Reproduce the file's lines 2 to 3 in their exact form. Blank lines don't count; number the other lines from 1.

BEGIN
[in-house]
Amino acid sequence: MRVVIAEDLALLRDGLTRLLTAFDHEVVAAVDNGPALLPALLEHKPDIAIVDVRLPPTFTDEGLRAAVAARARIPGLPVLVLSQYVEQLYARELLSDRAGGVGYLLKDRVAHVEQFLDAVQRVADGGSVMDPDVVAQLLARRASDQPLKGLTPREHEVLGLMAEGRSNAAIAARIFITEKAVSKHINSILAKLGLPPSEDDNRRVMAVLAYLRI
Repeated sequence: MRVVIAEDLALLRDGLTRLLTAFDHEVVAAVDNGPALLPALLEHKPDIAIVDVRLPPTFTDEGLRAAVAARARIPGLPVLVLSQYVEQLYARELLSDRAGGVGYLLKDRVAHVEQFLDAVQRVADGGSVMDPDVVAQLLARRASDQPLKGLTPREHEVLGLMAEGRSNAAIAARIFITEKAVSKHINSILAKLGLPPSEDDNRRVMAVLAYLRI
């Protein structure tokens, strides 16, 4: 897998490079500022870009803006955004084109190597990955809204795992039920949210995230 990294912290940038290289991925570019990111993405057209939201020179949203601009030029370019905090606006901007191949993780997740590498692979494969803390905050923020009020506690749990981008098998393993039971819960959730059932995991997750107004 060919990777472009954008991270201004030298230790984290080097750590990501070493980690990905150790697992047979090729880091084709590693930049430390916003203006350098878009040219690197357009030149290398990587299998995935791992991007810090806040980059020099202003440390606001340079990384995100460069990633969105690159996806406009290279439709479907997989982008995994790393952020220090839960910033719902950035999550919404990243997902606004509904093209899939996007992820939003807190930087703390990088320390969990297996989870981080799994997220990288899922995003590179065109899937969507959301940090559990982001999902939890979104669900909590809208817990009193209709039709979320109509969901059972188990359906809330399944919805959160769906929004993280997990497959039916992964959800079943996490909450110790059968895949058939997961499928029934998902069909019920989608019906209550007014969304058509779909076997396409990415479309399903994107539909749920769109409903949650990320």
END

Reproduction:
Amino acid sequence: MRVVIAEDLALLRDGLTRLLTAFDHEVVAAVDNGPALLPALLEHKPDIAIVDVRLPPTFTDEGLRAAVAARARIPGLPVLVLSQYVEQLYARELLSDRAGGVGYLLKDRVAHVEQFLDAVQRVADGGSVMDPDVVAQLLARRASDQPLKGLTPREHEVLGLMAEGRSNAAIAARIFITEKAVSKHINSILAKLGLPPSEDDNRRVMAVLAYLRI
Repeated sequence: MRVVIAEDLALLRDGLTRLLTAFDHEVVAAVDNGPALLPALLEHKPDIAIVDVRLPPTFTDEGLRAAVAARARIPGLPVLVLSQYVEQLYARELLSDRAGGVGYLLKDRVAHVEQFLDAVQRVADGGSVMDPDVVAQLLARRASDQPLKGLTPREHEVLGLMAEGRSNAAIAARIFITEKAVSKHINSILAKLGLPPSEDDNRRVMAVLAYLRI